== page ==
A Report Raising Concerns About Water Contamination in Flint, Michigan, Was Buried
"This damage to children is irreversible," Mayor Karen Weaver of Flint, Michigan, wrote when she declared a state of emergency Dec. 14, after discovering dangerously high levels of lead in the city's water. Then, on Jan. 6, Michigan Gov. Rick Snyder followed suit.
Twenty-one months earlier, Snyder opted to switch Flint's water source from the Detroit water system to the Flint River in as a cost-cutting measure. But shortly after the April 2014 change, residents started to voice concerns about brown tap water, hair loss and skin rashes.
At first, local and state governments didn't take these complaints too seriously. Aside from offering free water filters and assurance the tap water was, in fact, safe, the government did little else.
But the complaints only swelled. And last summer, when whispers about water lead levels finally reached Snyder's office, the governor's chief of staff, Dennis Muchmore, reached out to Michigan's health officials, according to the Associated Press.
"I'm frustrated by the water issue in Flint," Muchmore wrote, according to the Associated Press. "I really don't think people are getting the benefit of the doubt. These folks are scared and worried about the health impacts and they are basically getting blown off by us (as a state we're just not sympathizing with their plight)."
As a response, the state health department sent a report from a previously conducted study of Flint's tap water. The department opted not to send over a second study that indicated the water supply was increasing levels of lead in residents' blood, according to Detroit Free Press.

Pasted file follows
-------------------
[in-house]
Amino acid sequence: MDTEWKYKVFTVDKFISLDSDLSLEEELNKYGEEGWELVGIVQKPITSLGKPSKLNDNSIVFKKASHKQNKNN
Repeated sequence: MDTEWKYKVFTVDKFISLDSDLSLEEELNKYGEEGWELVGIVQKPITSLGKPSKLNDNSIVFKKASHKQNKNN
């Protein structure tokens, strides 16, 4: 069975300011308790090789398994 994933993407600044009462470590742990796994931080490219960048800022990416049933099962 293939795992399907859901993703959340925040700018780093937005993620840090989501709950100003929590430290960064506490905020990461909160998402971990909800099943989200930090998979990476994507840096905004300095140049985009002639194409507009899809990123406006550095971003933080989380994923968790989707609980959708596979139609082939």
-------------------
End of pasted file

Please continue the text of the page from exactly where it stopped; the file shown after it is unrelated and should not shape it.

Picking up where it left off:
And in September, Flint's Hurley Medical Center published another damning analysis of the water, entitled "Pediatric Lead Exposure in Flint, MI: Concerns from the Medical Community." And officials started to get jittery. By Oct. 8, Snyder announced a switch back to the Detroit water system.
But the damage was already done.
"Lead is highly toxic, especially to young children," the Centers for Disease Control and Prevention writes on its website. "It can harm a child's brain, kidneys, bone marrow and other body systems. At high levels, lead can cause coma, convulsions and death."
Not long after the switch, some Flint residents filed a class-action lawsuit against those involved, including Snyder and the state of Michigan.
The lawsuit alleged those complicit in the crisis imposed "serious personal injury" by exposing residents to "the extreme toxicity of water pumped from the Flint River into their homes, schools, hospitals, workplaces and public places."
For now, the city is funneling more than $10 million into its emergency response, which includes the distribution of thousands of water filters. The Federal Emergency Management Agency already sent 2,800 liters worth of bottled water in December.
But it's going to take more than a Band-Aid to make it up to the people of Flint who now can only wait to see the degree to which the government's actions — and, some argue, its inactions — have upended their lives.
As Rhonda Kelso, Flint resident and a plaintiff in the lawsuit, told CNN, "You're paying for poison. I'm paying for water that's a toxic waste."